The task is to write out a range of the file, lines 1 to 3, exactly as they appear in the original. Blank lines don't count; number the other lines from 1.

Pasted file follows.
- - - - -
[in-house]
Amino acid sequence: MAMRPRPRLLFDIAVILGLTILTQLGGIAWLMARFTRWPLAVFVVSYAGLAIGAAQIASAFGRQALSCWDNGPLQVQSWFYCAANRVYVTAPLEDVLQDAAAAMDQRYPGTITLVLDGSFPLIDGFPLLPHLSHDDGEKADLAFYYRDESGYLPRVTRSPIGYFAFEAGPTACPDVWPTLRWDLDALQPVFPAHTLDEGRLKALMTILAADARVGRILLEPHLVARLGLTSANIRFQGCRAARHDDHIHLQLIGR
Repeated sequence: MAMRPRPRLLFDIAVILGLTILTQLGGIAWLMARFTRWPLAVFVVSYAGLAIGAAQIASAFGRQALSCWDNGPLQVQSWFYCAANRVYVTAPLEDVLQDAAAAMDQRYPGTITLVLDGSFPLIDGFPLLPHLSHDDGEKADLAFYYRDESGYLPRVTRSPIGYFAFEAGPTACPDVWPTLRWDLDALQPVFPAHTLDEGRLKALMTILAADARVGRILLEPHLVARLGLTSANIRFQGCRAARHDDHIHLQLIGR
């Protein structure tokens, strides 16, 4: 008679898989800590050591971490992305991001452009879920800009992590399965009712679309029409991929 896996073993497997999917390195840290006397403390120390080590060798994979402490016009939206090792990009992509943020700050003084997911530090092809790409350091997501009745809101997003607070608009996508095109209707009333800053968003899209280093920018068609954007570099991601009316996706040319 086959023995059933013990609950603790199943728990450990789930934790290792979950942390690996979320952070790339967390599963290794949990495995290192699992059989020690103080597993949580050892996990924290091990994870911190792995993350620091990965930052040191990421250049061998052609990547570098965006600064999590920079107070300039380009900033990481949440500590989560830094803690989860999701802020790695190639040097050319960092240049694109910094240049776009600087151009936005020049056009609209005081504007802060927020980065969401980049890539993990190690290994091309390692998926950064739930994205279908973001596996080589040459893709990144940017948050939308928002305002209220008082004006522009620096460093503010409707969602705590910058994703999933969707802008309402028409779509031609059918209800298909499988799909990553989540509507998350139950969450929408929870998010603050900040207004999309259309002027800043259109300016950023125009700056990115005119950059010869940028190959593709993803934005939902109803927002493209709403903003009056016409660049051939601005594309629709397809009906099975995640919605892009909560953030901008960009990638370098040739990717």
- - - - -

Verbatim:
[in-house]
Amino acid sequence: MAMRPRPRLLFDIAVILGLTILTQLGGIAWLMARFTRWPLAVFVVSYAGLAIGAAQIASAFGRQALSCWDNGPLQVQSWFYCAANRVYVTAPLEDVLQDAAAAMDQRYPGTITLVLDGSFPLIDGFPLLPHLSHDDGEKADLAFYYRDESGYLPRVTRSPIGYFAFEAGPTACPDVWPTLRWDLDALQPVFPAHTLDEGRLKALMTILAADARVGRILLEPHLVARLGLTSANIRFQGCRAARHDDHIHLQLIGR
Repeated sequence: MAMRPRPRLLFDIAVILGLTILTQLGGIAWLMARFTRWPLAVFVVSYAGLAIGAAQIASAFGRQALSCWDNGPLQVQSWFYCAANRVYVTAPLEDVLQDAAAAMDQRYPGTITLVLDGSFPLIDGFPLLPHLSHDDGEKADLAFYYRDESGYLPRVTRSPIGYFAFEAGPTACPDVWPTLRWDLDALQPVFPAHTLDEGRLKALMTILAADARVGRILLEPHLVARLGLTSANIRFQGCRAARHDDHIHLQLIGR